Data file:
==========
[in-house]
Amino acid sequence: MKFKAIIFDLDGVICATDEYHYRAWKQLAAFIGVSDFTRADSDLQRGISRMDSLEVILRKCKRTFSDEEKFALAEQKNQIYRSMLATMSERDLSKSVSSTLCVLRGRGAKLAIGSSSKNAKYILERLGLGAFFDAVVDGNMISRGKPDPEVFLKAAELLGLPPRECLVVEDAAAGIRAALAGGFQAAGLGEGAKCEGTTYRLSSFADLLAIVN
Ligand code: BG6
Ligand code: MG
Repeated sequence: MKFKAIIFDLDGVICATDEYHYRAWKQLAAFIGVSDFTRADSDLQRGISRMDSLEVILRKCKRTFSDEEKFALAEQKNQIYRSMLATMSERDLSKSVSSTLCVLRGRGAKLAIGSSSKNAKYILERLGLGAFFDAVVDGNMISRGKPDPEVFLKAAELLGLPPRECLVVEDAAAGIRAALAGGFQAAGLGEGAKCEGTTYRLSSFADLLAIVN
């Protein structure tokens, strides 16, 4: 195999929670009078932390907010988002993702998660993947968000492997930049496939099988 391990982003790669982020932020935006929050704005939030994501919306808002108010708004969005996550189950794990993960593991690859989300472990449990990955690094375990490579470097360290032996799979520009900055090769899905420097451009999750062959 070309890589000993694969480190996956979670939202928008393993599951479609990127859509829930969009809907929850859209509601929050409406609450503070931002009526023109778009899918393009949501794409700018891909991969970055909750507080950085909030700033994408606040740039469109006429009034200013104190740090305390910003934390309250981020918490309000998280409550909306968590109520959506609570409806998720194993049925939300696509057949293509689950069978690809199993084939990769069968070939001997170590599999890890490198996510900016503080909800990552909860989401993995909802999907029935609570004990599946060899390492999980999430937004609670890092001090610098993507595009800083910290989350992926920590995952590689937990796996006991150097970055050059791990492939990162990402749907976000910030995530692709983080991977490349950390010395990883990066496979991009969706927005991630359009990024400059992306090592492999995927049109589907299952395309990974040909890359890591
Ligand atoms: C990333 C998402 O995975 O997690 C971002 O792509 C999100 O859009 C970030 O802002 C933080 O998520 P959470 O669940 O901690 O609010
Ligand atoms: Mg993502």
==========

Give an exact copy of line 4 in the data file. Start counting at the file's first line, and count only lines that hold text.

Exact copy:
Ligand code: MG